I received my inspiration for the chapter in Watermark where the steamboat explodes and ultimately sinks by reading the fantastic nonfiction book, The Sultana Tragedy: America’s Greatest Maritime Disaster by Jerry O. Potter. Now, if you’re like me, you probably immediately equate the luxury liner Titanic as the most recognizable and thereby the deadliest maritime disaster, but you’d be wrong. Over 1800 men died on the Sultana—nearly 300 more than did die on the Titanic. The Sultana exploded on the Mississippi River in April 1865, and hardly anyone but the most scholarly of history buffs knows anything about it. And why is that? Because it happened in the same month as the end of the American Civil War and President Lincoln’s assassination. Sadly, it got lost in the headlines.
Sort of brings a lump to your throat to think about all those forgotten dead.
Like a lot of events in history, truth is stranger than fiction. The Sultana was overcrowded with Union soldiers newly released from their miserable internments at Cahaba and Andersonville prisons. The war was over, and they were going home to their families, but one too many temporary patches on a boiler engine resulted in an explosion that killed hundreds and sent hundreds more into the Mississippi River to drown.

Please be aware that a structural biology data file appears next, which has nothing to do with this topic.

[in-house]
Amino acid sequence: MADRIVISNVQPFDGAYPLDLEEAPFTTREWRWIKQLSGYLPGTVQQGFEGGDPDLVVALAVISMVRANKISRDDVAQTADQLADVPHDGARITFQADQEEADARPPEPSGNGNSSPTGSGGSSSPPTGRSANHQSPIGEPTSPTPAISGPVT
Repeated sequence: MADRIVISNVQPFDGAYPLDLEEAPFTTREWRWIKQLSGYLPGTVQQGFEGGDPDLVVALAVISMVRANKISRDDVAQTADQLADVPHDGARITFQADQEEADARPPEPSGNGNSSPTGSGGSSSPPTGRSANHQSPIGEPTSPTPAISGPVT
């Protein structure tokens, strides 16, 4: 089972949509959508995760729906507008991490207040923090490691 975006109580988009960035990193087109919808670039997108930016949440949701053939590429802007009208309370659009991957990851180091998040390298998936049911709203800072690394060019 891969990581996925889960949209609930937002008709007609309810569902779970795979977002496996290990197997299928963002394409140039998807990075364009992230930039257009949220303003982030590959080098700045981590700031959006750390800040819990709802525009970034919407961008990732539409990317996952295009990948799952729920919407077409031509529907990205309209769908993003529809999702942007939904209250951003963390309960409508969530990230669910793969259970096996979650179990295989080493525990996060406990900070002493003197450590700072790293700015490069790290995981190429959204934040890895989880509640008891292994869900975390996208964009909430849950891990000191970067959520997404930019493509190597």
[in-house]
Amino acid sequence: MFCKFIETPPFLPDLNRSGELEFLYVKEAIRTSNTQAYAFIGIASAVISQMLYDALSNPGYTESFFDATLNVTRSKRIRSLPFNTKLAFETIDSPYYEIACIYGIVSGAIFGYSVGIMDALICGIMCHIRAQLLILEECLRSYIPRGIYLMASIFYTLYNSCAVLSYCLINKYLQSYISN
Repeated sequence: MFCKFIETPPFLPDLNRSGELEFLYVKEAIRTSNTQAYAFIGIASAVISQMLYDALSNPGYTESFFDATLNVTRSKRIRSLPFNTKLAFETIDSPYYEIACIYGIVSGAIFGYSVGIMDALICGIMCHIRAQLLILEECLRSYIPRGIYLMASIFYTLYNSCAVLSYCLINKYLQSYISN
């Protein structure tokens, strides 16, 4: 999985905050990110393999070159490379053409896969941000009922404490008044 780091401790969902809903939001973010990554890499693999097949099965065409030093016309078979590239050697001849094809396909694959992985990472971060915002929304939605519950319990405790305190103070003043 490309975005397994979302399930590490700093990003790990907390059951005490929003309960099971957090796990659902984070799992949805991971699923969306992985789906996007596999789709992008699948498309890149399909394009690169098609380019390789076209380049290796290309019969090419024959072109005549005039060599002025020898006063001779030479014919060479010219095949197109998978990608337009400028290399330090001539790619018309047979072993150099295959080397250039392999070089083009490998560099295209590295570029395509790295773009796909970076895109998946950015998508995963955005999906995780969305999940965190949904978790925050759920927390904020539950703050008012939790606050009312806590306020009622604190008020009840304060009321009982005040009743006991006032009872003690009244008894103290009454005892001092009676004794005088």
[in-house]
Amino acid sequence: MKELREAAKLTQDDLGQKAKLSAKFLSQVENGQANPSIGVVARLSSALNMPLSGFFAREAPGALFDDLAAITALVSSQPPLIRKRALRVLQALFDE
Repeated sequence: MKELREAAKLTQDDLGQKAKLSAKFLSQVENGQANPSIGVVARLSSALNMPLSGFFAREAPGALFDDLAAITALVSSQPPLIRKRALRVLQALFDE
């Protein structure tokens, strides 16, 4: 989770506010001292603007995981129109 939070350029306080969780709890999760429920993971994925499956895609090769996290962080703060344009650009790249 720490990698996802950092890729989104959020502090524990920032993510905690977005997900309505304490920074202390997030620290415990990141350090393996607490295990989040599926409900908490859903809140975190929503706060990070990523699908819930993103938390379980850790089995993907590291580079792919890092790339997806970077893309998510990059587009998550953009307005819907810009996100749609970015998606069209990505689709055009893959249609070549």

The book is gripping and full of personal accounts that will chill your blood and make your heart pound with fear. It’s a survival story, but it’s also a sad testament to human greed and incompetence. The last several pages consist of a somber passenger manifest with asterisks denoting who lived and who died.
The fear that was retold by the Sultana survivors helped me imagine what it might be like for Juno in a similar situation. Although she wasn’t on the steamboat that explodes in Watermark, she’s close enough to get thrown into the Mississippi from the percussion blast. To be swept along downriver while watching the steamboat break apart and burn had to have been terrifying, but even worse, I would imagine, would be having to fight for your life as panicked survivors tried climbing on top of you. Juno experiences something similar, and one can only imagine how desperate such a situation would be.
If you like survival stories, history, and the civil war, The Sultana Tragedy: America’s Greatest Maritime Disaster by Jerry O. Potter, is still available on Amazon by clicking here.